Doctor Who: Flux – The Halloween Apocalypse

Doctor Who: Flux returns with a six-episode Flux arc and a disappointing Halloween season launch.

Doctor Who: Flux paves the way ahead of showrunner Chris Chibnall’s final goodbye next year. As such, the stakes are at an all-time low with audiences guaranteed another six episodes under the Flux arc, and subsequent specials in 2022 ahead of Jodie Whittaker’s regeneration episode all before preferred showrunner Russell T. Davies returns to the helm of the show he made great in the early noughties.

Subsequently, after the interesting story choices of Series 12, The Doctor (Jodie Whittaker) discovered that they were the genetic template from which Gallifrey and Time-Lords themselves were built.

With all this in mind, it makes little sense why the first episode of Doctor Who: Flux spent the entire duration jumping between time periods and nameless generic characters in the hopes of audiences forming any form of attachment all the while the sound mixing priorities bass over dialogue like a Christopher Nolan film.

To actually delve into the episode itself, it first opens with The Doctor and Yas (Mandip Gill) hanging upside down over an acid sea as a countdown signifies their demise while a hologram provides narrative exposition as to why he’s a threat, and as a result why our two protagonists need to stop him.

The elusive hologram guarantees their death with two ominous bladed droids on standby to slice and dice our heroes should they attempt to escape.

Only, they do escape, and the aptly named Kill Discs choose to instead fire generic lasers instead, thereby undermining all threats this episode has presented before the opening title card.

What a way to start.

Doctor Who: Flux Sake

Further in, the show introduces a new travelling companion played by British comedy legend John Bishop. Dan Lewis, a Scouser who lives and breathes Liverpudlian history – I’m sure this will prove useful later in the series given the flashback to Industrial Revolution Liverpool providing its own mystery and clues to the wider Flux story arc.

However, in developing this new character not much is ever really explained about who he is and his flaws. All we know thus far about Dan Lewis is that he loves Liverpool, loiters at museums pretending to be a tour guide, loves to give back to the community such as working at a food bank and giving gifts to people, despite economically struggling. Something he refuses to accept help for.

Which in itself is grossly written as endearing and that Dan has the strength to not admit he needs help, but will happily just make do in hardships – ironic given the episode we had last season about Yas’s suicide attempt.

What I want to know, however, is what vices does he have as a person? Does Dan have any flaws? What weights of life made him who he is, and why does he behave the way he does. Looking back to the last couple of seasons you had Ryan the dyspraxic and personality vacuum, Yas the mental health struggling, and Graham the bus driver.

All of the characters had their own burdens so what is Dan’s, and more importantly, why are they his burdens, and why should we care.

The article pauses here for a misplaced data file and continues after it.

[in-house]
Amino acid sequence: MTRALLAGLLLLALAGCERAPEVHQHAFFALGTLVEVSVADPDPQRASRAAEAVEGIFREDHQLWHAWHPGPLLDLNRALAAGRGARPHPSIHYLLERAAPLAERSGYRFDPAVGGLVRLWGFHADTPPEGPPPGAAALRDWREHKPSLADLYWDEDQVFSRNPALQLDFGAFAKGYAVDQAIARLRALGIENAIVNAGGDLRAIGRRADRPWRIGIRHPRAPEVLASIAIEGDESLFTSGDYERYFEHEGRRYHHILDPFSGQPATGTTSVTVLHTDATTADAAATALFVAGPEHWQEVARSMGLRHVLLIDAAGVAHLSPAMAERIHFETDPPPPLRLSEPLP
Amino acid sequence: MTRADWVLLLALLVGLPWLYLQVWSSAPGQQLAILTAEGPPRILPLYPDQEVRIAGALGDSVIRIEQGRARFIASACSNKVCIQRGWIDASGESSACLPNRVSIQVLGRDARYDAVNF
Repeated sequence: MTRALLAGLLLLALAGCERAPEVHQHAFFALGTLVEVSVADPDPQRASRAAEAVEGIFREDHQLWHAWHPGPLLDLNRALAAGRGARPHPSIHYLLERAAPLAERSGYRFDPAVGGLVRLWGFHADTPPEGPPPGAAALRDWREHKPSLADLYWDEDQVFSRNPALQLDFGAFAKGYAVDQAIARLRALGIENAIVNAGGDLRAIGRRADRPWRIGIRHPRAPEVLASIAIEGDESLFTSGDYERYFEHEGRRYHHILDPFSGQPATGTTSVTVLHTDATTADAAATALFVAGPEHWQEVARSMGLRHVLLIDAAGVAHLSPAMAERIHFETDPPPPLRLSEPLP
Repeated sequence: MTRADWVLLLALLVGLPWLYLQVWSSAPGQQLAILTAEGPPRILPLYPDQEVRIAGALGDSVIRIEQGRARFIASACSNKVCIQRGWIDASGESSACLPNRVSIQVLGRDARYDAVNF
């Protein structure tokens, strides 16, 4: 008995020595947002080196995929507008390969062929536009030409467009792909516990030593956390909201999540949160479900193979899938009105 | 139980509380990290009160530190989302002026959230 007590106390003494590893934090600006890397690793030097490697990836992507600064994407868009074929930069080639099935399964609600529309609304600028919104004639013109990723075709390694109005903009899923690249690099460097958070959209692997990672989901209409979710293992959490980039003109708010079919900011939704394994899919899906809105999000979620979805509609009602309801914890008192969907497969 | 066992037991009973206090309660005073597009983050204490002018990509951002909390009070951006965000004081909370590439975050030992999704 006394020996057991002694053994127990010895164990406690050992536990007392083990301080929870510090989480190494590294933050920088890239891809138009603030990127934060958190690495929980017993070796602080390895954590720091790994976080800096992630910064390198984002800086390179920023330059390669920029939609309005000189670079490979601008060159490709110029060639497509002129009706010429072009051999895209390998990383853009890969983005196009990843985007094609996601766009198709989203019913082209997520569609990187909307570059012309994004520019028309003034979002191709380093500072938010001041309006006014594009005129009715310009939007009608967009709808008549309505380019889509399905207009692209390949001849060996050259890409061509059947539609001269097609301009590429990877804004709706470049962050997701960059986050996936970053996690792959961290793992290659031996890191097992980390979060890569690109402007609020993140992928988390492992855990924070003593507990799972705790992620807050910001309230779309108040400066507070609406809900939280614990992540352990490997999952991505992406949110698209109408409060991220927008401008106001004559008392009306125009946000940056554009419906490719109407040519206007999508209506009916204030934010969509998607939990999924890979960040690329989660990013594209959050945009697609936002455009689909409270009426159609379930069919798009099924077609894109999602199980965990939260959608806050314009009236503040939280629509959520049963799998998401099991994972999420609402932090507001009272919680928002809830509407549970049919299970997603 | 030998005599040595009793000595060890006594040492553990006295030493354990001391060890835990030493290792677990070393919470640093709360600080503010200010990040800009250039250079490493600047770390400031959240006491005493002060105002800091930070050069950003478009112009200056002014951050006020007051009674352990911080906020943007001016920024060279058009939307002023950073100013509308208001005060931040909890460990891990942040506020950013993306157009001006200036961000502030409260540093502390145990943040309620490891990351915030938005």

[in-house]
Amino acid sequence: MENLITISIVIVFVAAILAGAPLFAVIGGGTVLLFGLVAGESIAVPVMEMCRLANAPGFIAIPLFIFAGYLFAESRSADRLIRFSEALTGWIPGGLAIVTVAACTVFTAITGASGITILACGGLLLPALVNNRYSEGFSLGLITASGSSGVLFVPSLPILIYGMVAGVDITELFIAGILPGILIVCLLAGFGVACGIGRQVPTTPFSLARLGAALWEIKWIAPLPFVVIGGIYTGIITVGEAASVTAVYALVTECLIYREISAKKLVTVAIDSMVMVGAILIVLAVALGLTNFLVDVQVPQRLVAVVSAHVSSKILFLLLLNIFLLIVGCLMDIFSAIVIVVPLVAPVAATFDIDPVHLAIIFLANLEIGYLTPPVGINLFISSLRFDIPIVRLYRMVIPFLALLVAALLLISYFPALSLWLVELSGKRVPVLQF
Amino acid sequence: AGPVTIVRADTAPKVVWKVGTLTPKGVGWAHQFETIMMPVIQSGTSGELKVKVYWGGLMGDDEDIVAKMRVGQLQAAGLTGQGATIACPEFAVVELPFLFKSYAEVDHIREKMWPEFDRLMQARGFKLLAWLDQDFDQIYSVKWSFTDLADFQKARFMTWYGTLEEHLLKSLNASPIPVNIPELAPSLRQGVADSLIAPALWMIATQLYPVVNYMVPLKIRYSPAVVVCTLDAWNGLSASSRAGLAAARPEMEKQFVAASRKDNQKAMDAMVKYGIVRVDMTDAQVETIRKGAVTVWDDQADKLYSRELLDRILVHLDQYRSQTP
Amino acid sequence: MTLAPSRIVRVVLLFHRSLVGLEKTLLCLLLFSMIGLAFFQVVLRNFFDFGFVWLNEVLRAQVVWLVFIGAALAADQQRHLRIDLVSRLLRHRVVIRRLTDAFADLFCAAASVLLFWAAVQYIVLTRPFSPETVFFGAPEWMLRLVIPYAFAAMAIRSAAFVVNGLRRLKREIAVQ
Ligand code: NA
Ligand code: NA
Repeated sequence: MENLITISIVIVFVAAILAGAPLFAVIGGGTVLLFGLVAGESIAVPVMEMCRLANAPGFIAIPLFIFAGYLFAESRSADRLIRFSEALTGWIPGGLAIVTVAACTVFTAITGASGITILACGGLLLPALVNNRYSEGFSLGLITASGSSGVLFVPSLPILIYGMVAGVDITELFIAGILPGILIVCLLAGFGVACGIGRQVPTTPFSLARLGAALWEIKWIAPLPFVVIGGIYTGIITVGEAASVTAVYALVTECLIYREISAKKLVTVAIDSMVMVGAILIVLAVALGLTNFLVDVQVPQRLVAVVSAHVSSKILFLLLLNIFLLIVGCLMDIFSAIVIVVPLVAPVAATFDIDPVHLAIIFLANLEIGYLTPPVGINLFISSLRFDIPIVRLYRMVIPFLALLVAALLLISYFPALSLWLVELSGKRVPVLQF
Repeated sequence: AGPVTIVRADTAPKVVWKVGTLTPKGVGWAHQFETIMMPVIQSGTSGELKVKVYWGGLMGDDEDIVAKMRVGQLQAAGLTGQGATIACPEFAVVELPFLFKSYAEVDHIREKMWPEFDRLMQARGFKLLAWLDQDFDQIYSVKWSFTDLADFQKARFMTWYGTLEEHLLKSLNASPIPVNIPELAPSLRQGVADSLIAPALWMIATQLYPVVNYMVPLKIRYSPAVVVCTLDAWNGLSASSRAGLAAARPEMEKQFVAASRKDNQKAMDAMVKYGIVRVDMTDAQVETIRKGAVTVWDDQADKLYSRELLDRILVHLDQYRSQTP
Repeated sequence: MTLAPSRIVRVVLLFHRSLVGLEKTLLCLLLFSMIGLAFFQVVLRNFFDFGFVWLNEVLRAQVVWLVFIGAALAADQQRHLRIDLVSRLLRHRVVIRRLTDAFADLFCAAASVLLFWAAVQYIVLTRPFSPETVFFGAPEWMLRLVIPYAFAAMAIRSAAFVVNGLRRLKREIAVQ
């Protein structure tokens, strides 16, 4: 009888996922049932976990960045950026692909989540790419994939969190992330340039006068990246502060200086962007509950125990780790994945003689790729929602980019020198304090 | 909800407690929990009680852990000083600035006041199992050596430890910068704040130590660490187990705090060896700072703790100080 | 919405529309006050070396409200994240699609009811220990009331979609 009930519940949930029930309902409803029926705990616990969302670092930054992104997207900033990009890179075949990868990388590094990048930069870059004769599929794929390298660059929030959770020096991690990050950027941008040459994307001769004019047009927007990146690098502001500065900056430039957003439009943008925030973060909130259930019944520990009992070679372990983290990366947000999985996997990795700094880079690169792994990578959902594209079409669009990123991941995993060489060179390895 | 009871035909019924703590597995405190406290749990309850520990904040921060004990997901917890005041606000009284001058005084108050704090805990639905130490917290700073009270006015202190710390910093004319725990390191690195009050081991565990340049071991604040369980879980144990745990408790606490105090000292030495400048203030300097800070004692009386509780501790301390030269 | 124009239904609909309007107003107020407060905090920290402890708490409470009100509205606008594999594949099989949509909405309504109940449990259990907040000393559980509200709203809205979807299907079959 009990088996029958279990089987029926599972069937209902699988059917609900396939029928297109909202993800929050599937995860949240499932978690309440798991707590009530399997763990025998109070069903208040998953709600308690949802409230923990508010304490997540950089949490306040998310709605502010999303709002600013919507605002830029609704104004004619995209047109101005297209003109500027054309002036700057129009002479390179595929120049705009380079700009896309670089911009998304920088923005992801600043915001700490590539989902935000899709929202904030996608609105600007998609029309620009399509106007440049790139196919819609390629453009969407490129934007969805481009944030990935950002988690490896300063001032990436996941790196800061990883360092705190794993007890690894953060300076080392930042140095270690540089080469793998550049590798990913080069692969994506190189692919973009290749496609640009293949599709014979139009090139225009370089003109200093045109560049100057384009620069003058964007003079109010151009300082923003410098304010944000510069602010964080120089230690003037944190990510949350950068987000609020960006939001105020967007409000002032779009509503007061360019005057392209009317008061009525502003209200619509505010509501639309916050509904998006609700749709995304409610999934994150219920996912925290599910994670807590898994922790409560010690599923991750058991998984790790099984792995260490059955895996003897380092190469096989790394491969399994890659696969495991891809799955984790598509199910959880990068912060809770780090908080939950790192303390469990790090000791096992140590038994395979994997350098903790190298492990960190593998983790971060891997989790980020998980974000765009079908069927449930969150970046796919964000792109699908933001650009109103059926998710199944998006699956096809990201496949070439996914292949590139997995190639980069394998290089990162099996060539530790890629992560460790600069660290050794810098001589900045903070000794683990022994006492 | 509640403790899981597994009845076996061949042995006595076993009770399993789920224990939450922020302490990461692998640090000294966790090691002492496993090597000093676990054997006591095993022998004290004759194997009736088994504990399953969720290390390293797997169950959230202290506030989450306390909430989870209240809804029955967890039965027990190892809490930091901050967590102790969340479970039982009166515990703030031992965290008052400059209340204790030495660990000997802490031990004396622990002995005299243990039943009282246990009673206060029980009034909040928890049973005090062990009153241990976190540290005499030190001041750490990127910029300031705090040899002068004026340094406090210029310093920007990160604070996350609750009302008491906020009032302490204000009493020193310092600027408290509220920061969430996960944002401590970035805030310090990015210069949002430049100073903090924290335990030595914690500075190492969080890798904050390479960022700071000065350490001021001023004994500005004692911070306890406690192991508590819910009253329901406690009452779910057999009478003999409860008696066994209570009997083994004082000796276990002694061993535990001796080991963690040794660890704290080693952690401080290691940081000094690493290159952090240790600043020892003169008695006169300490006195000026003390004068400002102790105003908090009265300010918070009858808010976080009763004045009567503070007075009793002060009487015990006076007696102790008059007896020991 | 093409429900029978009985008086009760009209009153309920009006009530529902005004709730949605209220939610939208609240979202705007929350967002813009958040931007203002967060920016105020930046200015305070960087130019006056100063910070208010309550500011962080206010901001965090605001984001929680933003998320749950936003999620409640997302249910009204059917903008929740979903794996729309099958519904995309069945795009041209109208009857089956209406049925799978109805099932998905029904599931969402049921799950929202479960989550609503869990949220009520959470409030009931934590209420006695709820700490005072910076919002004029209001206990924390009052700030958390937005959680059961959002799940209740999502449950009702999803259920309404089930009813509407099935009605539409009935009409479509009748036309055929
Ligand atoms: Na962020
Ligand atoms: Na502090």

The Liverpudlians Guide to the Galaxy

Instead, we get snippets of Dan living his best-impoverished life, the Doctor and Yas chase a dogman who clearly is mimicked off Chewbacca to the extent he tries to use what can only be described as The Force, and random inserts of characters we don’t know or care about yet.

Ultimately, all it does is raise further questions for the remaining five episodes of Doctor Who: Flux without really answering any of them. For instance, why the Arctic Circle, why are the Sontarans back, what is a Weeping Angel doing on Earth, why does bedazzled Voldemort absorb the souls of the people he killed?

It’s fun to make us as an audience ask these sorts of questions, but if that’s all the episode is then what’s the point.

Genuinely the most interesting part of this episode revolves around that previously mentioned Weeping Angel stalking a woman in the street as she tries to come home. Who is she? Where did she come from? Where did she go? Where did she come from cotton eyed Joe?

But the tension in that short scene was seat clenching. I was exhilarated and wanted to see how it played out. More importantly, for a Halloween special, it felt festively appropriate rather than the generic mention of trick or treat and lit pumpkins as set decoration.

Though this is all then ruined by Chris Chibnall’s continued god-awful unoriginal writing. Evidenced by newcomer Vinder (Jacob Anderson) performing a Star Trek-inspired Captain’s Log about how mundane life is until something out of the ordinary happens. A trick saw in Chibnall’s episode The Power of Three where Brian Williams monologues a similarly monotonous Day in the Life before the cubes start activating.

Thankfully this series is only six episodes in length as truthfully if it were the normal thirteen I doubt I would still be caring by the end of the series.

I am so sorry Jodie that this is your experience in the show. You deserved better.

By Conor Riley

Conor is the Founder and Editor for Cinamore, a publication focused on giving power back to journalists. As a portmanteau of the word 'Cinema' and the Italian word for love 'Amore', Cinamore aims to highlight the love that we all carry for the art of the moving image.


This site uses Akismet to reduce spam. Learn how your comment data is processed.